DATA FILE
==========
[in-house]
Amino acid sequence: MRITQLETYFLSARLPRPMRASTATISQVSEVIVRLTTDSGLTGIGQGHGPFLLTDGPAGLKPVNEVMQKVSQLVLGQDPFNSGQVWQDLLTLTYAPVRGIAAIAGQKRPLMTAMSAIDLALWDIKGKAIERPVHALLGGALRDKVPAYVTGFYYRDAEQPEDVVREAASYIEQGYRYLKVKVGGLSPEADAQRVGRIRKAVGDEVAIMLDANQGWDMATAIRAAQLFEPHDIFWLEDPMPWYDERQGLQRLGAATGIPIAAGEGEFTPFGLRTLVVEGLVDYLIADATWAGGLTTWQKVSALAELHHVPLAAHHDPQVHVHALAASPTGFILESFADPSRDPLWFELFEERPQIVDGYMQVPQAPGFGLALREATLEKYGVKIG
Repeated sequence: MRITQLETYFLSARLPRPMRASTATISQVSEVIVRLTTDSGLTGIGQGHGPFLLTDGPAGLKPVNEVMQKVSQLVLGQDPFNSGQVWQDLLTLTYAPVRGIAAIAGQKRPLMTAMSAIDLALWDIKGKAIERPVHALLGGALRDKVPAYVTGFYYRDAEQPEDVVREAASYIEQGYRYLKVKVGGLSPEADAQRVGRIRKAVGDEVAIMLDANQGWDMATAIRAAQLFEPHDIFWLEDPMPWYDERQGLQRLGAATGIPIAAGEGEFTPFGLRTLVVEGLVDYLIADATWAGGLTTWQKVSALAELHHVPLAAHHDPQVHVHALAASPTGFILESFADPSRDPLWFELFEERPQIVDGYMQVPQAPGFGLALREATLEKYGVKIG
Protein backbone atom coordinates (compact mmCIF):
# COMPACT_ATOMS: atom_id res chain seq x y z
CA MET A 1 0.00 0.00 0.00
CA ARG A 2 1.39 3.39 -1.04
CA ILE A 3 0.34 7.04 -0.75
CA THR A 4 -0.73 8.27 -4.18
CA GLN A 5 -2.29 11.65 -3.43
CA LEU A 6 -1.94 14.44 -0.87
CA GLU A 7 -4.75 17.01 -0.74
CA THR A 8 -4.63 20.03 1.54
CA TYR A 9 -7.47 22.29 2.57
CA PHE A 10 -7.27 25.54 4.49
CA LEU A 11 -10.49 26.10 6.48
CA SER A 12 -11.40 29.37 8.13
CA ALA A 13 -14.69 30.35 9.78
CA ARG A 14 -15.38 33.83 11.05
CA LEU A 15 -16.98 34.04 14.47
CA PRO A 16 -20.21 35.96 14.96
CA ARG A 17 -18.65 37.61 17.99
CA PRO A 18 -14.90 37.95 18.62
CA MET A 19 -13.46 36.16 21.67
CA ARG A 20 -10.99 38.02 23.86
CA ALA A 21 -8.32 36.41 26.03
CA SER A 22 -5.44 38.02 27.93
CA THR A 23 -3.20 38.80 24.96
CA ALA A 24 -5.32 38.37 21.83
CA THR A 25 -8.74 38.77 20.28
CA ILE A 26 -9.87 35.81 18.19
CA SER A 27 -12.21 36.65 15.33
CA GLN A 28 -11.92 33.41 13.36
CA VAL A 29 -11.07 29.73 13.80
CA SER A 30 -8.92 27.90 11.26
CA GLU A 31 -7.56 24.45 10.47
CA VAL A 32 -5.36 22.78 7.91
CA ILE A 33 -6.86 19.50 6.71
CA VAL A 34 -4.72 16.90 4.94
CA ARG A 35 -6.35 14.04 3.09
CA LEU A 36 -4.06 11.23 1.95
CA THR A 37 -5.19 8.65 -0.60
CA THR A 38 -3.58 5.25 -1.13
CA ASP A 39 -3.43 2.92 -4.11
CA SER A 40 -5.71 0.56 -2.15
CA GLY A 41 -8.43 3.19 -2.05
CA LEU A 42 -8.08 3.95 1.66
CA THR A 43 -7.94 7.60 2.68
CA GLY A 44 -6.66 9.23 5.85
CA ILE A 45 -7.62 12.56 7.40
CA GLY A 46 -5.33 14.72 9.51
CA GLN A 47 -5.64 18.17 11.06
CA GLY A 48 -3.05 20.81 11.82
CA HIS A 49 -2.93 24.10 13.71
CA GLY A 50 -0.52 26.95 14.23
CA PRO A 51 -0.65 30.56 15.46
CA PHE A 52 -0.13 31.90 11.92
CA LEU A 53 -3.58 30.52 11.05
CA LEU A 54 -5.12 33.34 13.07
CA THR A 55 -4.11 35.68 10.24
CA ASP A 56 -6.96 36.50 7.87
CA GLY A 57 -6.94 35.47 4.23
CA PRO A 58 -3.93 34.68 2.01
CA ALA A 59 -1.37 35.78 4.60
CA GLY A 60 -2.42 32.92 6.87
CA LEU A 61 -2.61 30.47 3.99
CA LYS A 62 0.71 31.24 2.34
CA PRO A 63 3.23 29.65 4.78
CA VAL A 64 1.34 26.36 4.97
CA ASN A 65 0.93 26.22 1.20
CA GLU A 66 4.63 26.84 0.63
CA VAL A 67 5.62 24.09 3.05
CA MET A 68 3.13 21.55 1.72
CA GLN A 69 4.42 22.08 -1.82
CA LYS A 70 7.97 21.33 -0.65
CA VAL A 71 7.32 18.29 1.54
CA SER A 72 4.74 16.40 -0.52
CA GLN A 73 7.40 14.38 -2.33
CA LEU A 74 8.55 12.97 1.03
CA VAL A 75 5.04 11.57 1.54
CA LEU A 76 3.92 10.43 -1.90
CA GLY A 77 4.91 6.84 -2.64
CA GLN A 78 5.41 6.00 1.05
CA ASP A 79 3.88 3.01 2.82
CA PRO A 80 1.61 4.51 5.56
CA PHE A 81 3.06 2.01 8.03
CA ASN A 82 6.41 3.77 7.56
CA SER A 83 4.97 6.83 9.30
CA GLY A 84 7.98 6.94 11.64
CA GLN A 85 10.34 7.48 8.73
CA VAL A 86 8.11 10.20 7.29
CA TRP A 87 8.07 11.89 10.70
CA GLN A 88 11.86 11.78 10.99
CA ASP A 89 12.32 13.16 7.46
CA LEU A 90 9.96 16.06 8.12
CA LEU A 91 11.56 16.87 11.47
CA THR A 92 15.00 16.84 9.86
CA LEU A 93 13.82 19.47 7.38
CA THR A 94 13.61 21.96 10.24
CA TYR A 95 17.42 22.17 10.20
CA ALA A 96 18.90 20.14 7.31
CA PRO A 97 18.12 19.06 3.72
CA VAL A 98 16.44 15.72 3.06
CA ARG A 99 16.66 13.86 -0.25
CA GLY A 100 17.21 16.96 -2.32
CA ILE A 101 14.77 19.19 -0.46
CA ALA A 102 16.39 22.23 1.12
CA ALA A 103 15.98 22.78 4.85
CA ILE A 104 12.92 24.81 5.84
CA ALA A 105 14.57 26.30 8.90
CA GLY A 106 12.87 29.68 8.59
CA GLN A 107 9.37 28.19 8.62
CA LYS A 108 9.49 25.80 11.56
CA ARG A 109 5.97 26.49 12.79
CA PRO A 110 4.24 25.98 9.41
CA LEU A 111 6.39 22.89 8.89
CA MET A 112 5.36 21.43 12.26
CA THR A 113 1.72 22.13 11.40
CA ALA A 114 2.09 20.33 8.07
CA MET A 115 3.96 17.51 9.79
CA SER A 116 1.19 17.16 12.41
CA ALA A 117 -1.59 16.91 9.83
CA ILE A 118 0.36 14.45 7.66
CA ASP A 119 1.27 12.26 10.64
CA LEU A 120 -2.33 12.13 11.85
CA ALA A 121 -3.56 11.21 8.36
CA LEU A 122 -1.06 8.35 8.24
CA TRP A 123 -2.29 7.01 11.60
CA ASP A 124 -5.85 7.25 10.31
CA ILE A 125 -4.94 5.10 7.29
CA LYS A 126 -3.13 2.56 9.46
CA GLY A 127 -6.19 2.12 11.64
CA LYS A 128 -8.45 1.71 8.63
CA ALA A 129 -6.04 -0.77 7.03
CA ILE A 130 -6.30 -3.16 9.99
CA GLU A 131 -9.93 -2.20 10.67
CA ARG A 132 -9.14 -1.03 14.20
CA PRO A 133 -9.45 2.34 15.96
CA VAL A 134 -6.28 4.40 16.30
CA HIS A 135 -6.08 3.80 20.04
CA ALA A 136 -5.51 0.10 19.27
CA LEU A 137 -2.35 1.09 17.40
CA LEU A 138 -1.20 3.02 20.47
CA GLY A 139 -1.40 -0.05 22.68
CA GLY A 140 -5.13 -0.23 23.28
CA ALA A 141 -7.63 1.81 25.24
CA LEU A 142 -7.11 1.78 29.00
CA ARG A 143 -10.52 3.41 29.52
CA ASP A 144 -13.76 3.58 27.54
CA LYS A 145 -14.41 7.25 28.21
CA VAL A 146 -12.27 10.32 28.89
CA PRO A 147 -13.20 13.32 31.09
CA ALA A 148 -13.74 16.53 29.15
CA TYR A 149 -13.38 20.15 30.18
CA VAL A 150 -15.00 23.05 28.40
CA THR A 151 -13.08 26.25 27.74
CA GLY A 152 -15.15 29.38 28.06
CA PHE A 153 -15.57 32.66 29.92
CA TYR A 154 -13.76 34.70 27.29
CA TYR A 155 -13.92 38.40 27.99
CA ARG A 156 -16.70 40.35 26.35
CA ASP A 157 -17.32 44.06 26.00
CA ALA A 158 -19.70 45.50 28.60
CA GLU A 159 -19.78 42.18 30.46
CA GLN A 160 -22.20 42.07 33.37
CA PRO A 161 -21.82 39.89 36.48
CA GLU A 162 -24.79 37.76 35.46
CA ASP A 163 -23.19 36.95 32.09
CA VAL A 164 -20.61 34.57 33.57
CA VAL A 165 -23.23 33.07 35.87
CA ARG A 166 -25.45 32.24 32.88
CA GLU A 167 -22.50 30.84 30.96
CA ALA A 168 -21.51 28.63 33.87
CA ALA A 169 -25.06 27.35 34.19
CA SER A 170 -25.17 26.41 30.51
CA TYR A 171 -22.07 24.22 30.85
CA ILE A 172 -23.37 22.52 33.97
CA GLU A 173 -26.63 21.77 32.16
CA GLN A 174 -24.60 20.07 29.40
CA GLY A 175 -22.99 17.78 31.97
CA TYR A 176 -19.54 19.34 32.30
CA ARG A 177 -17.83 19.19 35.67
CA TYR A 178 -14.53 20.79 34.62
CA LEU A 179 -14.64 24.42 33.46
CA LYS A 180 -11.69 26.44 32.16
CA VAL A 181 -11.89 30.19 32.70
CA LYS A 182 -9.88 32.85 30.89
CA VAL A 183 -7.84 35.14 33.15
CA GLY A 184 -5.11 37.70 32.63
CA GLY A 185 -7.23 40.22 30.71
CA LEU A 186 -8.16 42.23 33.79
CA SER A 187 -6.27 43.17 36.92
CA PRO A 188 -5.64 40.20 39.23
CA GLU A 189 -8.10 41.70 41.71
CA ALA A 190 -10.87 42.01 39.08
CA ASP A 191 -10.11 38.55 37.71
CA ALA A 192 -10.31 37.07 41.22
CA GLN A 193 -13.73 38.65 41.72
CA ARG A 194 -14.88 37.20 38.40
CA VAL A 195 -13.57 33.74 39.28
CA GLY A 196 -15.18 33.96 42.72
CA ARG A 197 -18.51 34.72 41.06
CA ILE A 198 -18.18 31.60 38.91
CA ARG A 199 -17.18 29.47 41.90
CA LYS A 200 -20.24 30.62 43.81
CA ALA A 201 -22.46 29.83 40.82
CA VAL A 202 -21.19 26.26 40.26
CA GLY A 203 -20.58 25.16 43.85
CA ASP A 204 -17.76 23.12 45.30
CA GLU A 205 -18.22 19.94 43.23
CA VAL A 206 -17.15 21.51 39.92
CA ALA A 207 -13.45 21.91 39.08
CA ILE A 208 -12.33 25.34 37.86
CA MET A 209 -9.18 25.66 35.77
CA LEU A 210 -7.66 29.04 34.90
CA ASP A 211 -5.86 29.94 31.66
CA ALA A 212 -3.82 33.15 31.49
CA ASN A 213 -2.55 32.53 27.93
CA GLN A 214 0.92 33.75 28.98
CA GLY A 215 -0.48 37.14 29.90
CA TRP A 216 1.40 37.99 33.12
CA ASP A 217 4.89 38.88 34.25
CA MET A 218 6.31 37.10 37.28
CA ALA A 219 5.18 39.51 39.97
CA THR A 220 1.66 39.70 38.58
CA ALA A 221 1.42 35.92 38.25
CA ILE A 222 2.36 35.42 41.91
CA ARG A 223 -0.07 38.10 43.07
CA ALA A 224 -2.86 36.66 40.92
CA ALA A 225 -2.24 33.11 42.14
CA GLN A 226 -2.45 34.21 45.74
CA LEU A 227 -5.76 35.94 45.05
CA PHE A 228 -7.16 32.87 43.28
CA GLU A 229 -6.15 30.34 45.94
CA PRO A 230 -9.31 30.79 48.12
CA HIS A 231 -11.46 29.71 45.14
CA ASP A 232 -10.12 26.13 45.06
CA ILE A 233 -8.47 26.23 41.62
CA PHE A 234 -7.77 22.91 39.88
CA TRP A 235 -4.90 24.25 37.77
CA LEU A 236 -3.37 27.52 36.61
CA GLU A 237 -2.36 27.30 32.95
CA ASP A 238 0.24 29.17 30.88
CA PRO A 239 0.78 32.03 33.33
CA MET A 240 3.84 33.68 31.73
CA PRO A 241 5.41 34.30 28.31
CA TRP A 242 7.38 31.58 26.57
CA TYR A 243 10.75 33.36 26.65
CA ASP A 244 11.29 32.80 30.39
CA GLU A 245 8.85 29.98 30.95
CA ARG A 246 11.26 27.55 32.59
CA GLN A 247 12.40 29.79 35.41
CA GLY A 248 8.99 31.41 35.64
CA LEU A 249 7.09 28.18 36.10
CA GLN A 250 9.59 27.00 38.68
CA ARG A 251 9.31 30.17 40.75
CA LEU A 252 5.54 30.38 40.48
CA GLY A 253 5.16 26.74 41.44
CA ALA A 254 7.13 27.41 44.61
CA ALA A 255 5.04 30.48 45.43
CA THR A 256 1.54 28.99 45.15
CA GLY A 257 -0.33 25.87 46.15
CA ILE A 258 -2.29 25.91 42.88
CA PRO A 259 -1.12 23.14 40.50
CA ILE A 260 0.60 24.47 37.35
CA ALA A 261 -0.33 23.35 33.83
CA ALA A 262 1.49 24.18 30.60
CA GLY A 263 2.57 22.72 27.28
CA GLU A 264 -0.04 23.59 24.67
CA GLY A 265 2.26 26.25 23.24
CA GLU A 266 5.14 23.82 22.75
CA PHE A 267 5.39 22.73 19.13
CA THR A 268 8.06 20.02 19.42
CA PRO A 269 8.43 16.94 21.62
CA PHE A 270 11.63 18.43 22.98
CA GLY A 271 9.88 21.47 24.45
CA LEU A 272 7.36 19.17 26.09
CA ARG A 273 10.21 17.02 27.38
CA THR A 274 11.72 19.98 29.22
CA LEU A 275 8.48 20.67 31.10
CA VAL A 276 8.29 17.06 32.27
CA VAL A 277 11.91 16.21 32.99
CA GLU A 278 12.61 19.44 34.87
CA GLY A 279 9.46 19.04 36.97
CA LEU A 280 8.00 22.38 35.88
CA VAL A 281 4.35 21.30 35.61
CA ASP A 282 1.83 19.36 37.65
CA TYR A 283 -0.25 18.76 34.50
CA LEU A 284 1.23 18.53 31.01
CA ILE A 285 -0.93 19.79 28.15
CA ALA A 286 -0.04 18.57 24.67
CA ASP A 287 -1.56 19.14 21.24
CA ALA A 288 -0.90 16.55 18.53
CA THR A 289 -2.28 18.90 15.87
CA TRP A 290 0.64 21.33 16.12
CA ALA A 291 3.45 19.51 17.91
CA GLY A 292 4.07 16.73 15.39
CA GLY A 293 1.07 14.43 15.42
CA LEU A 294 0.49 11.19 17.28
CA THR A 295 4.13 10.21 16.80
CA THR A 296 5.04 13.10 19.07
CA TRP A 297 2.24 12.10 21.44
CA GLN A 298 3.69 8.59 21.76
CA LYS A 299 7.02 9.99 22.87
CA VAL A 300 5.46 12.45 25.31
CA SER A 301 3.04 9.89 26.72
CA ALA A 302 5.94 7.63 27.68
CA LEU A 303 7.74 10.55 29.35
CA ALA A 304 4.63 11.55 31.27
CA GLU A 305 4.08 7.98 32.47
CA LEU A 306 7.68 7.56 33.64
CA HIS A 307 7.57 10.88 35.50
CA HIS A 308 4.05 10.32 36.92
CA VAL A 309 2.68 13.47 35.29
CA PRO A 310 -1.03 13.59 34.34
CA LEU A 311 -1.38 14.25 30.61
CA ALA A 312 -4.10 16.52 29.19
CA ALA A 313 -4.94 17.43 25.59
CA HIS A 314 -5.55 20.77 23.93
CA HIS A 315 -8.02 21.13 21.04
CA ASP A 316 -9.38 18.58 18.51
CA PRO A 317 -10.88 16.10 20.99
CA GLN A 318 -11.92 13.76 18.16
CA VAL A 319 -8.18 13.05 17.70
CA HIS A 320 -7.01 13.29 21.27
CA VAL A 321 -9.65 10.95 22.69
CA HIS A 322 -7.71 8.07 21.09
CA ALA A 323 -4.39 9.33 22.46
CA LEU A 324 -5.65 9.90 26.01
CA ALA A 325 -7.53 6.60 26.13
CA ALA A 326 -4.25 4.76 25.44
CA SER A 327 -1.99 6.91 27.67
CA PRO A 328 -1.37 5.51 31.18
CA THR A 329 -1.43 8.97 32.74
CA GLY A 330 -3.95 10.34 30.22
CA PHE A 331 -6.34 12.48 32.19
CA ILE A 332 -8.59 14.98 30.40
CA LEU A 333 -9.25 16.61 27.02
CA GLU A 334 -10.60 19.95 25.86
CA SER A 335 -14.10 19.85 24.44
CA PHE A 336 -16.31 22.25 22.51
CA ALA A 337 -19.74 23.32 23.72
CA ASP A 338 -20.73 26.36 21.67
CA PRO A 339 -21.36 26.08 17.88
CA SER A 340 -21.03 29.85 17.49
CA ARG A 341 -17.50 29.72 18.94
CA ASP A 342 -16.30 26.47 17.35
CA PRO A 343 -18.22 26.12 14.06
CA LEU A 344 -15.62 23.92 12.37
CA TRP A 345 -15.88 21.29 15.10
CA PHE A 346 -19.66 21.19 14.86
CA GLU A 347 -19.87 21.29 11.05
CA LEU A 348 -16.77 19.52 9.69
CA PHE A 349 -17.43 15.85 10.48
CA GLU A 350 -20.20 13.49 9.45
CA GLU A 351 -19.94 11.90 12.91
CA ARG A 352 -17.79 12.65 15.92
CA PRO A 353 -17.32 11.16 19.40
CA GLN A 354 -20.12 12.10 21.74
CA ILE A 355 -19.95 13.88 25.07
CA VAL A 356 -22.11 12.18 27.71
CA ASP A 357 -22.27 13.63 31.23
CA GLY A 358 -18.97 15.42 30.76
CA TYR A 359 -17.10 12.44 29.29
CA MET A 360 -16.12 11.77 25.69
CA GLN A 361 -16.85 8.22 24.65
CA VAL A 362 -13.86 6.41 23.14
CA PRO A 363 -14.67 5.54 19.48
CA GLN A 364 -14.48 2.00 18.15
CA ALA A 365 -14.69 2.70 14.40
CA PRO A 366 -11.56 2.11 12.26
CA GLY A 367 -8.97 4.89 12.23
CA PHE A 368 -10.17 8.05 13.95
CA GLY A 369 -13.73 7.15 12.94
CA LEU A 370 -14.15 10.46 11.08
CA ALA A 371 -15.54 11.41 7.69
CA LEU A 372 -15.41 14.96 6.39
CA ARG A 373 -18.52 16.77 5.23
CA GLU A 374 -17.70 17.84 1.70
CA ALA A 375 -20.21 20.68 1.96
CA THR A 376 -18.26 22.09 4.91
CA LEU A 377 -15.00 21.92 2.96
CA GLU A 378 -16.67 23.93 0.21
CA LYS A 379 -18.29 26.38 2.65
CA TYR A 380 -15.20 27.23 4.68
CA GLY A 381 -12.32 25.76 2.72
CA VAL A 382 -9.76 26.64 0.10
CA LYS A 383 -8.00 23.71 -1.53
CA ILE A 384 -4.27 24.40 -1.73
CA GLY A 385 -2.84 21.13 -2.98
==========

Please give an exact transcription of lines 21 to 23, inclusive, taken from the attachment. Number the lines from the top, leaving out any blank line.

CA PRO A 16 -20.21 35.96 14.96
CA ARG A 17 -18.65 37.61 17.99
CA PRO A 18 -14.90 37.95 18.62